Stakeholders & Beneficiaries

The Team is in charge of supervising and providing support for the Agency for Digital Italy (AgID), the operation branch of the Council of Ministers. Since the creation of the Team, two Ministries have played a key role in this setup: the Ministry of Economy and Finance and the Department of Public Administration. The Ministry of Economy and Finance is responsible for the allocation of financial resources for digital transformation. Whereas the Department of Public Administration is in charge of all public sector needs and governs the process of modernisation and reform of the public administration. Lato sensu, the immediate beneficiary is the public sector, including public agencies, the Court of Auditors etc. However, its activities aim at creating a digital transformation impact for businesses and citizenry while making Italy more attractive from a digital perspective.

Co-creation process

The Team took a completely new approach to creating value by supporting public administrations in their digital transformation processes. This approach consists of three main pillars: (1) embracing existing and standstill projects necessary to build up the backbone of the digital architecture in the Italian public sector; (2) creating mechanisms, tools and processes to facilitate the Italian government’s pathway to digital change; (3) rolling out a model of active and open collaboration with all public actors. To explain the process of co-creation we provide examples about one project in particular that is underway. In the case of Data and Analytics Framework, at the co-commissioning stage, a public task force has been in charge with collecting requirements and setting jointly the priorities of the project. DAF’s goal is to create a platform for collecting, processing and sharing of public data, which will ultimately lead to improved public services based on the exchange and use of big data. During the co-design phase, extensively the experience of services users – especially internal ones – has driven the creation, prototyping and testing of the first version of the platform. Co-implementation is foreseen later, at the release stage, where service users will manage jointly public assets in the form of open data.

Digital Transformation Process

To support and advance the process of digital transformation, as mentioned earlier, the Digital Team has conceived a strategy built around three main pillars, working on them concomitantly. In the first one, the Team continues to implement a set of existing and ongoing projects designed to generate value through digital transformation, while contributing further by establishing new ones. By and large, these projects regard infrastructure and interoperability, services and tools championing a human-centric model. In the second pillar, to support the above-mentioned projects, the actions of the Team has focused on empowering the capacity of public administration in terms of assessing needs and finding proper solutions for developing and designing services fit for specific purposes. Finally, the third pillar is about engaging openly with the public sector through a staged approach, involving first enthusiastic adopters, and eventually get laggers on board.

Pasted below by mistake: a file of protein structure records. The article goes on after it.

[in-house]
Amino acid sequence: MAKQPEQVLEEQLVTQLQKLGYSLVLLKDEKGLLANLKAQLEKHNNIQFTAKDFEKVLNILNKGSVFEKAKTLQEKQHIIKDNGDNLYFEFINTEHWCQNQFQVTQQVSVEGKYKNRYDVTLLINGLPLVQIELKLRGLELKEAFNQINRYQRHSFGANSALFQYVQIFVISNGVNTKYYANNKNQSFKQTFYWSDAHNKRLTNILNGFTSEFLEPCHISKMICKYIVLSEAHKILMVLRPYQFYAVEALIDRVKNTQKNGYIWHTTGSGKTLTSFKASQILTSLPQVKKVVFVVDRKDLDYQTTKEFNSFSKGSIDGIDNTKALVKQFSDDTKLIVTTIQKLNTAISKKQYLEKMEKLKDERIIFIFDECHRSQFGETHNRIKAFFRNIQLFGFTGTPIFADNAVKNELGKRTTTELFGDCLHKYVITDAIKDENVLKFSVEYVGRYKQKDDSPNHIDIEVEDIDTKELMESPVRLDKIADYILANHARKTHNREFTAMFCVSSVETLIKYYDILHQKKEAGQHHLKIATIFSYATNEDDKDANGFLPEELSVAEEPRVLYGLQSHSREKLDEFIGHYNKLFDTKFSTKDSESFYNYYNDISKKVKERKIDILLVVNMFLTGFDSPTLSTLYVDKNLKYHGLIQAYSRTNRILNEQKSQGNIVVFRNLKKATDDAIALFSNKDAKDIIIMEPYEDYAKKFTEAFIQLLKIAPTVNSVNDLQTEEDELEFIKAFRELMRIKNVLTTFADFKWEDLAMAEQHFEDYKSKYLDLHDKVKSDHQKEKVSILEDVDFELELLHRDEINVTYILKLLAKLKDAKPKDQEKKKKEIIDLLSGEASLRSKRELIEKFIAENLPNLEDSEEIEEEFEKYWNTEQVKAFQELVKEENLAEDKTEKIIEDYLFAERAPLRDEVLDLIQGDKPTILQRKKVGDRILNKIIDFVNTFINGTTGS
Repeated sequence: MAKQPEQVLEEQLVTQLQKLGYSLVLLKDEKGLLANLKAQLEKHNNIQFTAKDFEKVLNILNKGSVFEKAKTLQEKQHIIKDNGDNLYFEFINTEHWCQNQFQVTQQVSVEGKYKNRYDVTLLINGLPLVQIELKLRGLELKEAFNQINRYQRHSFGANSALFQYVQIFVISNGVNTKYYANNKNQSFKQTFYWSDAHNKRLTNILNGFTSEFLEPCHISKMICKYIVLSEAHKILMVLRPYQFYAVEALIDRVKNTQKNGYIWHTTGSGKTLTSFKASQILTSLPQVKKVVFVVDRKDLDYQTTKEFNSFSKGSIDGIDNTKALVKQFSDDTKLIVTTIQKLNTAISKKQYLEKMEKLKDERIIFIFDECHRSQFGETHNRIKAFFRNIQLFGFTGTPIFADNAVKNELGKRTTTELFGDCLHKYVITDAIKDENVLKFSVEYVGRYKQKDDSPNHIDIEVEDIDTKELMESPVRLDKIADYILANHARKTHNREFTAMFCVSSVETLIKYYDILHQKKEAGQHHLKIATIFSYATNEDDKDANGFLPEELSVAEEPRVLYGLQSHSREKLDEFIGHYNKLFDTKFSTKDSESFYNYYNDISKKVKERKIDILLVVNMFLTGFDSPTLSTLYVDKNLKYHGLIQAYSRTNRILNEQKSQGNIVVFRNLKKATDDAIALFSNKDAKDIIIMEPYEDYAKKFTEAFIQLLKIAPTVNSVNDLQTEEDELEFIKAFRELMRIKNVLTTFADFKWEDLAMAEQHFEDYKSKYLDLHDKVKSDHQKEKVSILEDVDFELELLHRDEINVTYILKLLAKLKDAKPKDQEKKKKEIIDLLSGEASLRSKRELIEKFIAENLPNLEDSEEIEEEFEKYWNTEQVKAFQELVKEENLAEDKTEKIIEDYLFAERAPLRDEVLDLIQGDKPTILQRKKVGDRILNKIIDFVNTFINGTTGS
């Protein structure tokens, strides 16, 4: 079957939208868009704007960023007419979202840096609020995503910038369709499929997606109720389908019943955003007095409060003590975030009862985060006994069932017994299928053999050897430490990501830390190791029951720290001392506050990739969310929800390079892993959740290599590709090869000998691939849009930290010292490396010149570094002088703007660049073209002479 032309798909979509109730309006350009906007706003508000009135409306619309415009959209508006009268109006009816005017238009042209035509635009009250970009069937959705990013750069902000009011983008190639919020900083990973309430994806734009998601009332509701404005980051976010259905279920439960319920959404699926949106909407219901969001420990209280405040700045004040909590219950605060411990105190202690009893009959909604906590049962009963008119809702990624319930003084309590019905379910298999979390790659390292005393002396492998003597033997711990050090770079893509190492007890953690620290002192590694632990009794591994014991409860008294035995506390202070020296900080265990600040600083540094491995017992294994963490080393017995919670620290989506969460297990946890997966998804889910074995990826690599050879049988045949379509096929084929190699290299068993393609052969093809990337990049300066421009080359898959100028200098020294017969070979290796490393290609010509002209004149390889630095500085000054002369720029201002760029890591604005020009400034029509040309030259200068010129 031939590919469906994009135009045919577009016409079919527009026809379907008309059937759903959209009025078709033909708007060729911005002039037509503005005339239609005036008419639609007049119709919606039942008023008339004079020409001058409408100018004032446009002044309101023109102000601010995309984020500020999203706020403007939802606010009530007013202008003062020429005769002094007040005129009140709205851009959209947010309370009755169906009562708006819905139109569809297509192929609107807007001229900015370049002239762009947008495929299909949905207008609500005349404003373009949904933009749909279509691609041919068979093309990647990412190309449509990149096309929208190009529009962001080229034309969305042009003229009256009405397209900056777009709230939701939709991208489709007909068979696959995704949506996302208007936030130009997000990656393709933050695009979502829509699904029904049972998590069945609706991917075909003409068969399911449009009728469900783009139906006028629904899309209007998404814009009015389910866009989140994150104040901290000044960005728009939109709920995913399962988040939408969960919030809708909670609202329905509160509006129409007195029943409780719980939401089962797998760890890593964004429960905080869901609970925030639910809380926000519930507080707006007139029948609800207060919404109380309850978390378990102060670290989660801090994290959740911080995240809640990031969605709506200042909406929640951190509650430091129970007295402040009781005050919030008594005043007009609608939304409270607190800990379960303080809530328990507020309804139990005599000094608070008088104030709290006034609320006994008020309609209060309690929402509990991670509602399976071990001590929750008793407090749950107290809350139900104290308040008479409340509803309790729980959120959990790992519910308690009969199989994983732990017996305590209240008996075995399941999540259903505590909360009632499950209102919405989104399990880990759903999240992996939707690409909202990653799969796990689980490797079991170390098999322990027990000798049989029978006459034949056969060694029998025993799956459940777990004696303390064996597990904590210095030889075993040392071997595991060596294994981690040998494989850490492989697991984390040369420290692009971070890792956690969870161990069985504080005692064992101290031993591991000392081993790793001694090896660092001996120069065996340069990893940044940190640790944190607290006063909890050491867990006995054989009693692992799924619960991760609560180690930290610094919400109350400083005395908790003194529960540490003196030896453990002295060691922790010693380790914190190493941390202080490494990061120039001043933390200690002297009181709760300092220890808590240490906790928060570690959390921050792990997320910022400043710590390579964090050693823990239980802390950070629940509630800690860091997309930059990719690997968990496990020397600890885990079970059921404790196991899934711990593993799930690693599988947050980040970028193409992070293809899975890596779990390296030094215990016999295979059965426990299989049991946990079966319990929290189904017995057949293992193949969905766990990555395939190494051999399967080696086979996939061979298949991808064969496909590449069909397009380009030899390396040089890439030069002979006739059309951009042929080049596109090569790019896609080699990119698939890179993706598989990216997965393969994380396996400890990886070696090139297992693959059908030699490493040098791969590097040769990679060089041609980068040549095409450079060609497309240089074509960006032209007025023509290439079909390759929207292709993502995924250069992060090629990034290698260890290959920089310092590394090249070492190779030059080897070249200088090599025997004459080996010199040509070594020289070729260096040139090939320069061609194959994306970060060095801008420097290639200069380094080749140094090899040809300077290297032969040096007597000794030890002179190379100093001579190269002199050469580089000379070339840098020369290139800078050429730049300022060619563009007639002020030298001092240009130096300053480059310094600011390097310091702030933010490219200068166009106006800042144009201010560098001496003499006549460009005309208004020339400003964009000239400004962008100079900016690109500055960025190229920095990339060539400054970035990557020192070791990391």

Results, Outcomes & Impacts

Given the nature of change, the Digital Team is contributing to implementing, the timeframe for seeing results matters. Most visible achievements are still measurable in terms of outputs, whereas impact and long-term value creation will have to be assessed at a later stage. In terms of outputs, we can refer to cost savings, time savings and productivity, the introduction of new services and creation of support tools for the public administration. In parallel, the Team focused on creating value in terms of skills and competencies, and a proper culture for digital transformation in the public sector; simplification and usability of public services for citizens and crucial from a societal perspective, the value of transparency.

Challenges & Bottlenecks

Among the challenges emphasized by the interviewed members of the Team can be mentioned: (1) cultural resistance to change; (2) lack of skills and digital awareness among public managers and policymakers, which leads to reluctance towards ambitious projects; (3) fragmentation of databases, power and plurality of suppliers, which slows down the process of adaptation, (4) lack of communication.

Transferability & Replicability

At the outset or in a more advanced phase, all the projects follow a user- or human-centred approach and design thinking methodology applied in developing services, directly targeting users (internal or external). At the same time, the Team adopts a management style that is agile, collaborative and efficient.

Success Factors

The radical approach adopted by the Team meant a departure from focusing exclusively on strategies and instead support planned actions with structured mechanisms and processes that lacked in the public sector. This required also a redesign of the process management, introducing an agile approach for: budget and staff recruitment, procurement process, software development process etc.  

Lessons learned

To ensure sustainability and support for such a complex process of transformation, the Team did not start from scratch; rather it has relied and acted upon already existing programmes that could work while launching new ones considering successful models developed elsewhere. With this in mind, the focus has been on both the definition of a long-term roadmap and, most importantly, the provision of means to make projects operational (tools, communication, etc.). Finally, the Team has engaged with other stakeholders to exponentially increase inputs and achieve greater outputs.